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Open Access Research article

The OXR domain defines a conserved family of eukaryotic oxidation resistance proteins

Mathieu Durand12, Adrianne Kolpak1, Timothy Farrell1, Nathan A Elliott1, Wenlin Shao3, Myles Brown3 and Michael R Volkert1*

Author Affiliations

1 Department of Molecular Genetics and Microbiology, University of Massachusetts Medical School, Worcester, Massachusetts 01655, USA

2 Department of Chemistry and Biology, Université du Québec à Trois-Rivières, C.P. 500 Trois-Rivières, Québec, Canada

3 Division of Molecular and Cellular Oncology, Department of Medical Oncology, Dana-Farber Cancer Institute, 44 Binney Street, Boston, Massachusetts 02115, USA

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BMC Cell Biology 2007, 8:13  doi:10.1186/1471-2121-8-13

Published: 28 March 2007

Abstract

Background

The NCOA7 gene product is an estrogen receptor associated protein that is highly similar to the human OXR1 gene product, which functions in oxidation resistance. OXR genes are conserved among all sequenced eukaryotes from yeast to humans. In this study we examine if NCOA7 has an oxidation resistance function similar to that demonstrated for OXR1. We also examine NCOA7 expression in response to oxidative stress and its subcellular localization in human cells, comparing these properties with those of OXR1.

Results

We find that NCOA7, like OXR1 can suppress the oxidative mutator phenotype when expressed in an E. coli strain that exhibits an oxidation specific mutator phenotype. Moreover, NCOA7's oxidation resistance function requires expression of only its carboxyl-terminal domain and is similar in this regard to OXR1. We find that, in human cells, NCOA7 is constitutively expressed and is not induced by oxidative stress and appears to localize to the nucleus following estradiol stimulation. These properties of NCOA7 are in striking contrast to those of OXR1, which is induced by oxidative stress, localizes to mitochondria, and appears to be excluded, or largely absent from nuclei.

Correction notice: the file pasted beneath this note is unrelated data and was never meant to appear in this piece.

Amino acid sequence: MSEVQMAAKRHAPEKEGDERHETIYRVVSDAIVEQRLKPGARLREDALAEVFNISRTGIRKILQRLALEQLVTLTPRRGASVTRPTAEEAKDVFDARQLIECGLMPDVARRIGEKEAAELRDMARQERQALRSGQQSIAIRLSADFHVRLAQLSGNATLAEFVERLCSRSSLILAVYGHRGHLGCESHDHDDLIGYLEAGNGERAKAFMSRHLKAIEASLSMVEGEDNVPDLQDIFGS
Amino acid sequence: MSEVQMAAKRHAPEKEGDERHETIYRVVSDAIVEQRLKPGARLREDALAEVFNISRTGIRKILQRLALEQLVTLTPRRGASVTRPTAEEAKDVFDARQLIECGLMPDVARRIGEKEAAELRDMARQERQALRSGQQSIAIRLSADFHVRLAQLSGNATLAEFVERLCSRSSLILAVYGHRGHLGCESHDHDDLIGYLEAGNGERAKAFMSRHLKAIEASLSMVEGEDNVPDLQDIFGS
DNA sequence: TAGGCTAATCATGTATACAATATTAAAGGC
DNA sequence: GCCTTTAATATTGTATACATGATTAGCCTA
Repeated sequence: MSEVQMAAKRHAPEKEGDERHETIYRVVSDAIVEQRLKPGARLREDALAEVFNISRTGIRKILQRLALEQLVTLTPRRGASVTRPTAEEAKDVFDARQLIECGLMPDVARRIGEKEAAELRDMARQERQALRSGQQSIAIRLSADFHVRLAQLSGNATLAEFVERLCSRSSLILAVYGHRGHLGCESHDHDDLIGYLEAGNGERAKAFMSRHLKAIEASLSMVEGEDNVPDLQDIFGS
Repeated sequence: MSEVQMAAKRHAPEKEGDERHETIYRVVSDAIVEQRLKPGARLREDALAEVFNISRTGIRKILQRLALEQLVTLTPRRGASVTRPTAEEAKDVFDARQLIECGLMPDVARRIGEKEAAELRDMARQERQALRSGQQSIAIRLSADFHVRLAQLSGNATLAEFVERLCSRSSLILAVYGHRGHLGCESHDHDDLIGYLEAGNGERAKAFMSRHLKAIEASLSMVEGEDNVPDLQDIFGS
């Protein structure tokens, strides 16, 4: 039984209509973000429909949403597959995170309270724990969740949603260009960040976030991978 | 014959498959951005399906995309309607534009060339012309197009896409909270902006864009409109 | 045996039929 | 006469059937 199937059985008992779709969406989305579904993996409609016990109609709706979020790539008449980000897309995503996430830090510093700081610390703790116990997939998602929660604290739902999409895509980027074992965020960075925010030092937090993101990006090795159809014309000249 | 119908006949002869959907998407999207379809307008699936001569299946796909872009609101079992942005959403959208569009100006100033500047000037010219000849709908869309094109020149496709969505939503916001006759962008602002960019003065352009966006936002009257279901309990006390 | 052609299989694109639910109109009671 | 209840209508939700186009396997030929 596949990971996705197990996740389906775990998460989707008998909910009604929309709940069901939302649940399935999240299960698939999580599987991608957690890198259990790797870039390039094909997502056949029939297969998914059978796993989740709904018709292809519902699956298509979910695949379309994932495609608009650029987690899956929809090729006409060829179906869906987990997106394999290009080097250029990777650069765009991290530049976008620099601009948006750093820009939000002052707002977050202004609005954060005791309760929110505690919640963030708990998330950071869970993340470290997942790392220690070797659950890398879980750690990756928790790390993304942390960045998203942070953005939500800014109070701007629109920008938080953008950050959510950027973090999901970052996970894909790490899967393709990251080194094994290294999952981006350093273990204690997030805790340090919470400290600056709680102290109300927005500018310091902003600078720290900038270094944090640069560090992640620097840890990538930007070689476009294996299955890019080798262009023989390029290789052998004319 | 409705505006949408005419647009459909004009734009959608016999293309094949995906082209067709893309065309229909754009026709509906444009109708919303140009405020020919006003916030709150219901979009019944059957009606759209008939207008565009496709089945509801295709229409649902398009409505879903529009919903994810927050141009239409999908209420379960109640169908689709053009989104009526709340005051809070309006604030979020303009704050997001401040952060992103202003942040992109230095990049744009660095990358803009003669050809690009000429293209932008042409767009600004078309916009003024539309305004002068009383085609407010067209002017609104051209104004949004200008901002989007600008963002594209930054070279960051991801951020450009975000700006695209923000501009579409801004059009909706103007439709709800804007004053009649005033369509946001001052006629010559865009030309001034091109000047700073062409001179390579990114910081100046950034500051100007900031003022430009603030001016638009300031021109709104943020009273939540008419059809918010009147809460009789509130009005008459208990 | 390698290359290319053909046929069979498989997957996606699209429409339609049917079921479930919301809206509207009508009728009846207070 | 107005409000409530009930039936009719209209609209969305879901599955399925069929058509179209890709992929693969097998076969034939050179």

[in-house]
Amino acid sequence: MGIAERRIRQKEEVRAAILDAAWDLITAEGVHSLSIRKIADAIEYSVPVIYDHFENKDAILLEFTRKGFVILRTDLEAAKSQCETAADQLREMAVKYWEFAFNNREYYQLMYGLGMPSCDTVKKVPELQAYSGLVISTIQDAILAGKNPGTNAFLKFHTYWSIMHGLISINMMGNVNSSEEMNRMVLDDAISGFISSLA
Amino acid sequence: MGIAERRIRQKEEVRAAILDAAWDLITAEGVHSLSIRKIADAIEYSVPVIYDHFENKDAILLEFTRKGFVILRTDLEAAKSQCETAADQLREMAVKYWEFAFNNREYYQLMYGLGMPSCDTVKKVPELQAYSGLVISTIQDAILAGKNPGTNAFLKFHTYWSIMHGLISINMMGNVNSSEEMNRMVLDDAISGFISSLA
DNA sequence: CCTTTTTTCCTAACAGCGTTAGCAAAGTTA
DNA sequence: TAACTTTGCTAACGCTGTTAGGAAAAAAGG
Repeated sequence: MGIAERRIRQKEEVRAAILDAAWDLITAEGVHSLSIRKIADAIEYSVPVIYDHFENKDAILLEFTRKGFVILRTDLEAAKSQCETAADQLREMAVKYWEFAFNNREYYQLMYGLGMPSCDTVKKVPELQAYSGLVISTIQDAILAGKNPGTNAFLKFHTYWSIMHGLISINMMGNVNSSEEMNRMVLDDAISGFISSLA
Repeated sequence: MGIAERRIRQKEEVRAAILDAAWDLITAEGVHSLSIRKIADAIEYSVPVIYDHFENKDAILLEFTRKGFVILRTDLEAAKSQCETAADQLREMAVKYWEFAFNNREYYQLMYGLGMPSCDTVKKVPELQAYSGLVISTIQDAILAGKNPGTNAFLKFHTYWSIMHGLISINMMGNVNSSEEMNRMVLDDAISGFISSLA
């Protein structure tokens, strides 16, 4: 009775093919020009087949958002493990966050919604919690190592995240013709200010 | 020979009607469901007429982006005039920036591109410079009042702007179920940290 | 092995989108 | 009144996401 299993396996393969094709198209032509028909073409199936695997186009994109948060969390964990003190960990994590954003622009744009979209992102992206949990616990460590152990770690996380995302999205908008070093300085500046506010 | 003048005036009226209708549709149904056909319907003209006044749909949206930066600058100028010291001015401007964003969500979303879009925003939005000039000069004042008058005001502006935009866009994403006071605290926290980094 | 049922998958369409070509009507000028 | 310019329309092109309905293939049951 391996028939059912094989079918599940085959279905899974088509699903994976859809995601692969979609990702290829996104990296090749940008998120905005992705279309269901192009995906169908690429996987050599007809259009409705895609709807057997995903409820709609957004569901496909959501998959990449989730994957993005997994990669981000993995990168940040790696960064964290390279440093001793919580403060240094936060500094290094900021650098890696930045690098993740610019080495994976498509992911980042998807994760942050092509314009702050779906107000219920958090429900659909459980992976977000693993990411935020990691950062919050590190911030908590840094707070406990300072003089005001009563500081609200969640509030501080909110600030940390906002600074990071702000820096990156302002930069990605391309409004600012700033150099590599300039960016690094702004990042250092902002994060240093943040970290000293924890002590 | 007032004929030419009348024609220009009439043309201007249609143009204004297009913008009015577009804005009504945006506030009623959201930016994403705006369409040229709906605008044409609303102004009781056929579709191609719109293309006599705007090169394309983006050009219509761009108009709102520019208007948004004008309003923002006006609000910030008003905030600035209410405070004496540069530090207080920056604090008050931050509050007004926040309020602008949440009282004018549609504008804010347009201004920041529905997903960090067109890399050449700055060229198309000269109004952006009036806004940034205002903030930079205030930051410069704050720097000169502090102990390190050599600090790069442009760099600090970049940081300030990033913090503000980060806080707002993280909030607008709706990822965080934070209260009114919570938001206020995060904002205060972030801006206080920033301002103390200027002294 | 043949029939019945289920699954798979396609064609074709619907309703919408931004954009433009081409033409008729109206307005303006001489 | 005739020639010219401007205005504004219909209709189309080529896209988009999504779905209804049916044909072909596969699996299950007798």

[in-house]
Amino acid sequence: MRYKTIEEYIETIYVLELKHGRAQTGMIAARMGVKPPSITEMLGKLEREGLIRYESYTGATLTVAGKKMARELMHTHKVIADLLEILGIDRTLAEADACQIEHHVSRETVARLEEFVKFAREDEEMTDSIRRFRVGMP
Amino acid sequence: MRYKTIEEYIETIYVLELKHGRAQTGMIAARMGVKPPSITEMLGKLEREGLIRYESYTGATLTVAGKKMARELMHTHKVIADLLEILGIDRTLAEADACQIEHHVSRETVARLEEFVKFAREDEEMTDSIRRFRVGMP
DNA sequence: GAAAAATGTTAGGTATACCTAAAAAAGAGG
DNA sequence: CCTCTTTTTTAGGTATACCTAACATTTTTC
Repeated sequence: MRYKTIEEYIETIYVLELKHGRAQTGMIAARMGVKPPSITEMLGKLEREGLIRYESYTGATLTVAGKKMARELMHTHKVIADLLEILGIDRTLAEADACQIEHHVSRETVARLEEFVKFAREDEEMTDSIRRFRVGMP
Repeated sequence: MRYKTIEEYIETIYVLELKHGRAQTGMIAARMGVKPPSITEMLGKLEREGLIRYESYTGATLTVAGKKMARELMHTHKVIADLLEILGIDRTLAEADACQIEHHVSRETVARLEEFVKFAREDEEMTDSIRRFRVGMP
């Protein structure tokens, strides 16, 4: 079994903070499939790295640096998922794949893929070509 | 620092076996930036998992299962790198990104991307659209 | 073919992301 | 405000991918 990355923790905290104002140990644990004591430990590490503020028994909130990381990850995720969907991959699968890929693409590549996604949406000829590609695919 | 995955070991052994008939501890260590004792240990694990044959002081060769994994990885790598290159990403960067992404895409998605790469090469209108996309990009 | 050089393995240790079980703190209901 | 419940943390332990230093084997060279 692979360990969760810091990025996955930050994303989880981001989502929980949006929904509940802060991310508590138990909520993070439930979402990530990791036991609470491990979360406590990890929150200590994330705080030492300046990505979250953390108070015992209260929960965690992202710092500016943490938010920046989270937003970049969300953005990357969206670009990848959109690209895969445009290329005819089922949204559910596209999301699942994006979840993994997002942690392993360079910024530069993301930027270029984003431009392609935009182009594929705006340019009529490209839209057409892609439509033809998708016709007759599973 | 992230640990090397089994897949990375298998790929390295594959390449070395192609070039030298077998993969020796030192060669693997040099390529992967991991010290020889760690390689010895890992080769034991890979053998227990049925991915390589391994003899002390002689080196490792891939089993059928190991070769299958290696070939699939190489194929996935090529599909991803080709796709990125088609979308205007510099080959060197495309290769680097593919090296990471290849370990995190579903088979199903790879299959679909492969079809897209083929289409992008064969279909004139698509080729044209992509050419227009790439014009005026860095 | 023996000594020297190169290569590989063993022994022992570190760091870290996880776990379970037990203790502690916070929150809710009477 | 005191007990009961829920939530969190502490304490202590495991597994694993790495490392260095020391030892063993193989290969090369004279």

Conclusion

NCOA7 most likely arose from duplication. Like its homologue, OXR1, it is capable of reducing the DNA damaging effects of reactive oxygen species when expressed in bacteria, indicating the protein has an activity that can contribute to oxidation resistance. Unlike OXR1, it appears to localize to nuclei and interacts with the estrogen receptor. This raises the possibility that NCOA7 encodes the nuclear counterpart of the mitochondrial OXR1 protein and in mammalian cells it may reduce the oxidative by-products of estrogen metabolite-mediated DNA damage.